When I teach poetry workshops to undergraduates, I sometimes suggest that students ask their subjects “What is this situation, really” or “What is this subject, really?” I then include exercises that required students to extend these metaphors. I also use exercises that required students to list metaphors and edit the list to create poems. They then compose titles that they think are the metaphorical threads running through the list poems they had created. These two exercises are useful in getting students to begin to understand that poetry was more than emotion on paper, and I explain to them that these two approaches are two ways poems can be composed.
The exercise below works well to introduce poetry to students who major in other disciplines and who take a poetry writing course to experiment with language. It is also effective for the serious young poet. (The two exercises comprised an earlier contribution of mine to the Pedagogy papers of AWP in the late 1980s and early 90s. I share them for what they are worth to readers.)
1) Ask students to choose poems that speak to them. They will need to feel confident that they have a clear understanding of the poem.
2) Ask students to locate a metaphor in their poems or identify what they believe to be the central metaphor in their poems that in particular speak to them.
3) Ask students to respond to the perceived metaphor either by using the metaphor themselves, assimilating the poet’s idea or by reacting to the metaphor and creating a metaphor of the student’s own.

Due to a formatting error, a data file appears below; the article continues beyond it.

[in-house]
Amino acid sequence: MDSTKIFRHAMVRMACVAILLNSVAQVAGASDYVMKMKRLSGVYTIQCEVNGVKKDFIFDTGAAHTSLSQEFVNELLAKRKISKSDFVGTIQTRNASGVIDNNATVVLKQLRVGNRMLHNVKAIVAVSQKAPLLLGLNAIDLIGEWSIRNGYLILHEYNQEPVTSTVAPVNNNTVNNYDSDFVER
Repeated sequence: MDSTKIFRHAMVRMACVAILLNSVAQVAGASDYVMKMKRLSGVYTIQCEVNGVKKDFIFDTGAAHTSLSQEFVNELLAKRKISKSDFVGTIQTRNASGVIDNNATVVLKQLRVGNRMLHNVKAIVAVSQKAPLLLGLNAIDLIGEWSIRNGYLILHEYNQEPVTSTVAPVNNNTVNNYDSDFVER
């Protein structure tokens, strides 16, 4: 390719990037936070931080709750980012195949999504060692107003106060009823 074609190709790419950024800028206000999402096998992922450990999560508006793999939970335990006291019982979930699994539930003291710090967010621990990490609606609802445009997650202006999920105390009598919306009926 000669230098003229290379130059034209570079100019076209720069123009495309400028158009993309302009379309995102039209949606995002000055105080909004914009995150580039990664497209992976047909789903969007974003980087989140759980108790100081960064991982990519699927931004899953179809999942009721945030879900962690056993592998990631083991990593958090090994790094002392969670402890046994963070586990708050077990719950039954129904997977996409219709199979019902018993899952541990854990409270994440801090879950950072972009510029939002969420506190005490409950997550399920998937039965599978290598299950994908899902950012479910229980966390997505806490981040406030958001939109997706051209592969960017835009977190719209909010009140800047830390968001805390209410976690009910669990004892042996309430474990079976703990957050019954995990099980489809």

4) Ask students to elaborate on and add to their initial, short drafts.
5) To assist the student in assimilating what they have performed through the assignment, ask the students to write an assessment of what they were trying to achieve in their poem.
The exercise I have outlined below is one for the more advanced student who is beginning to understand that to write poetry is enter a conversation in a long tradition and thus includes ideas.
A Step Further: Writing a “Found Poems” Poem
A more challenging exercise is to ask students to read an author’s works and gather metaphors, irony, and images on the author’s more frequent subject. Ask the students to compose poems using the author’s words only or with as few lines as possible by the students. You may even use this assignment as a collaborative exercise by the class.